Faculty Author Type

Current Faculty [Douglas C. Harris]

Published In

Osgoode Hall Law Journal

Document Type


Publication Date



ownership; property; land; condominium; strata title; freehold; housing; anti-social behaviour; spatial organization; eviction; sale; contempt of court; mental disorder; Ontario; British Columbia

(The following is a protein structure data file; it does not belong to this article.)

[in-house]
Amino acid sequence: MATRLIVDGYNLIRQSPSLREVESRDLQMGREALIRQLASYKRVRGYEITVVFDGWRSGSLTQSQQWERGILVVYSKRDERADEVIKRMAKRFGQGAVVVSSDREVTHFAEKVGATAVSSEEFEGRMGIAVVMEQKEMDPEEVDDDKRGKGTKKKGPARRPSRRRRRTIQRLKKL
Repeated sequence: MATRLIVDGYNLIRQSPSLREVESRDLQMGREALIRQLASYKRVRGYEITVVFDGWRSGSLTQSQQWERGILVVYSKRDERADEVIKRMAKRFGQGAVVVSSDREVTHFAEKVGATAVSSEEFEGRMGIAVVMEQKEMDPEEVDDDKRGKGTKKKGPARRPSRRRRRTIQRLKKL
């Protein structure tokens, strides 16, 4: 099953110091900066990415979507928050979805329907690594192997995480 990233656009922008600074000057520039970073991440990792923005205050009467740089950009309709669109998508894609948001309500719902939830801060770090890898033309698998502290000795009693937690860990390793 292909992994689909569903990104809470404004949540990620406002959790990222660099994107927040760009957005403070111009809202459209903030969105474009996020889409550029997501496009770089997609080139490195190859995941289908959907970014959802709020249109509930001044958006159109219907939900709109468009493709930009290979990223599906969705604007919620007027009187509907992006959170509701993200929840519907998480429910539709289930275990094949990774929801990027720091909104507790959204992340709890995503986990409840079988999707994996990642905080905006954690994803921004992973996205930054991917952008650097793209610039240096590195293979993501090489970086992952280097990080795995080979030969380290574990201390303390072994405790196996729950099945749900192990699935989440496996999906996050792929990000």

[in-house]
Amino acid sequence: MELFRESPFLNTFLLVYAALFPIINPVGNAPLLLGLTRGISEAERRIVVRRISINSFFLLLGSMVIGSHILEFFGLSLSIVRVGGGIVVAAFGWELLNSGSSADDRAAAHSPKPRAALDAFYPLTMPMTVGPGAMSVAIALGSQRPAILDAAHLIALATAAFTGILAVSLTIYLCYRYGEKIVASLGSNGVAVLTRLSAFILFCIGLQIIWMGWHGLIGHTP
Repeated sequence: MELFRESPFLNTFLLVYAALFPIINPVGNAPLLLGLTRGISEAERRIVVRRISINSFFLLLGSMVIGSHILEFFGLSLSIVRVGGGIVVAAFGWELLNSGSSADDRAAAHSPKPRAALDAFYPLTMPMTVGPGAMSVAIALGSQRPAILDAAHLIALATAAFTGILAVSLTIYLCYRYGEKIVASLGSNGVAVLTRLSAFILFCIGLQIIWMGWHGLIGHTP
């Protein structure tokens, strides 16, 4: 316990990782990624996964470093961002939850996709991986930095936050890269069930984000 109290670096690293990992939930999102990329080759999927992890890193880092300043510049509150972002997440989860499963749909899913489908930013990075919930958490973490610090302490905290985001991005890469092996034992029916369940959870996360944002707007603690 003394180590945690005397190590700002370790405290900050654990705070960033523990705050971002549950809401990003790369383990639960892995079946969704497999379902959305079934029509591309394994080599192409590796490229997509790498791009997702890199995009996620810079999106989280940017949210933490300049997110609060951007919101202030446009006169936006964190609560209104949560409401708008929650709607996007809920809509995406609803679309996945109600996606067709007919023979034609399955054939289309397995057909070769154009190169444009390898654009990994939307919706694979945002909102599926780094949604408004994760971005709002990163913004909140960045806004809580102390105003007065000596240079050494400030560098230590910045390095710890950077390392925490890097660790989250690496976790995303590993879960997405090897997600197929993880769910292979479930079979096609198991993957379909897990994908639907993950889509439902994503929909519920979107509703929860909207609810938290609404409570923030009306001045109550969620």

Statutory condominium regimes facilitate massive increases in the density of owners. The courts are responding to this spatial reorganization of ownership by reconstructing what it means to be the owner of an interest in land. This article analyzes the ten cases over eight years (2008-2015) in which Canadian courts grant eviction and sale orders against owners within condominium for anti-social behaviour. The expulsion orders are new. Until these cases, ownership within condominium in Canadian common law jurisdictions was thought to be as robust as ownership outside condominium such that owners could not be evicted from and forced to sell their property because of anti-social behaviour. In most of these cases, some form of mental disorder appears to be a contributing factor in the anti-social behaviour that leads to eviction and forced sale. The article then argues that these cases are not only reconstructing ownership, but also redistributing property. This is because, while the eviction and sale orders diminish the security of property for some, they enhance ownership for a great many more by providing a remedy — the physical and legal expulsion of an owner for chronic anti-social behaviour — that is not available to those outside condominium. Finally, the article argues that the judicial willingness to reconstruct ownership is a function, at least in part, of the spatial reorganization of owners. What it means to be an owner of land emerged from a context where owners were dispersed over the surface of the earth. Under statutory condominium regimes, owners can now be stacked in a vertical column many stories high. The article concludes by asking whether the judicial reconstruction of ownership is an appropriate response to the spatial reorganization of owners and the resulting challenges posed by chronic anti-social behaviour when the behaviour is frequently attributable, at least in part, to some form of mental disorder.



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